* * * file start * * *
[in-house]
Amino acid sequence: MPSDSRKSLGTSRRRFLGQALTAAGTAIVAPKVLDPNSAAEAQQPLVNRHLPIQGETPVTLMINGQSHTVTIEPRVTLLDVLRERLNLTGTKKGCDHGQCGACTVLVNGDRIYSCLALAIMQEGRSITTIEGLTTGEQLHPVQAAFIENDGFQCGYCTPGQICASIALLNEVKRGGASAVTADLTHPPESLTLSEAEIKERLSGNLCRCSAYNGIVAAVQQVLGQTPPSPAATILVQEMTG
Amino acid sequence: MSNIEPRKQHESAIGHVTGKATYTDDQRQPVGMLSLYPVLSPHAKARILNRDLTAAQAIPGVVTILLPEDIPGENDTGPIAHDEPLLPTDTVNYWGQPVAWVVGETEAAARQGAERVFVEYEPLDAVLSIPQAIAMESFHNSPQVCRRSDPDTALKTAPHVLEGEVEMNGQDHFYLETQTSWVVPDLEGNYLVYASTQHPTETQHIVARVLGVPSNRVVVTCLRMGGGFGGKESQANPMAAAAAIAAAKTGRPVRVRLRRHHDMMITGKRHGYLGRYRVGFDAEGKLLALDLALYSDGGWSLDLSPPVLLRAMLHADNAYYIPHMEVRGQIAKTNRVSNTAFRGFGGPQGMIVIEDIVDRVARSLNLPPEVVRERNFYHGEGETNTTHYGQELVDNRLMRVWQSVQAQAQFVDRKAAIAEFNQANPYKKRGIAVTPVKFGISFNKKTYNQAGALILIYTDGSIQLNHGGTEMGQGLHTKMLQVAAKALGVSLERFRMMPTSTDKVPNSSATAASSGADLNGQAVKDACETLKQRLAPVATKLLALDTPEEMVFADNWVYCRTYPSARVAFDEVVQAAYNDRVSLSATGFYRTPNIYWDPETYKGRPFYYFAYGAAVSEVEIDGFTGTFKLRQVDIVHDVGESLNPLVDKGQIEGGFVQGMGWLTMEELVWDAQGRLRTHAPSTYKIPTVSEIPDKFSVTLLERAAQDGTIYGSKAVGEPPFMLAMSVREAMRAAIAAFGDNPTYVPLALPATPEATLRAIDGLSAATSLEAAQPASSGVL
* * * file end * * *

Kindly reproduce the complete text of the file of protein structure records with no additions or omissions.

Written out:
[in-house]
Amino acid sequence: MPSDSRKSLGTSRRRFLGQALTAAGTAIVAPKVLDPNSAAEAQQPLVNRHLPIQGETPVTLMINGQSHTVTIEPRVTLLDVLRERLNLTGTKKGCDHGQCGACTVLVNGDRIYSCLALAIMQEGRSITTIEGLTTGEQLHPVQAAFIENDGFQCGYCTPGQICASIALLNEVKRGGASAVTADLTHPPESLTLSEAEIKERLSGNLCRCSAYNGIVAAVQQVLGQTPPSPAATILVQEMTG
Amino acid sequence: MSNIEPRKQHESAIGHVTGKATYTDDQRQPVGMLSLYPVLSPHAKARILNRDLTAAQAIPGVVTILLPEDIPGENDTGPIAHDEPLLPTDTVNYWGQPVAWVVGETEAAARQGAERVFVEYEPLDAVLSIPQAIAMESFHNSPQVCRRSDPDTALKTAPHVLEGEVEMNGQDHFYLETQTSWVVPDLEGNYLVYASTQHPTETQHIVARVLGVPSNRVVVTCLRMGGGFGGKESQANPMAAAAAIAAAKTGRPVRVRLRRHHDMMITGKRHGYLGRYRVGFDAEGKLLALDLALYSDGGWSLDLSPPVLLRAMLHADNAYYIPHMEVRGQIAKTNRVSNTAFRGFGGPQGMIVIEDIVDRVARSLNLPPEVVRERNFYHGEGETNTTHYGQELVDNRLMRVWQSVQAQAQFVDRKAAIAEFNQANPYKKRGIAVTPVKFGISFNKKTYNQAGALILIYTDGSIQLNHGGTEMGQGLHTKMLQVAAKALGVSLERFRMMPTSTDKVPNSSATAASSGADLNGQAVKDACETLKQRLAPVATKLLALDTPEEMVFADNWVYCRTYPSARVAFDEVVQAAYNDRVSLSATGFYRTPNIYWDPETYKGRPFYYFAYGAAVSEVEIDGFTGTFKLRQVDIVHDVGESLNPLVDKGQIEGGFVQGMGWLTMEELVWDAQGRLRTHAPSTYKIPTVSEIPDKFSVTLLERAAQDGTIYGSKAVGEPPFMLAMSVREAMRAAIAAFGDNPTYVPLALPATPEATLRAIDGLSAATSLEAAQPASSGVL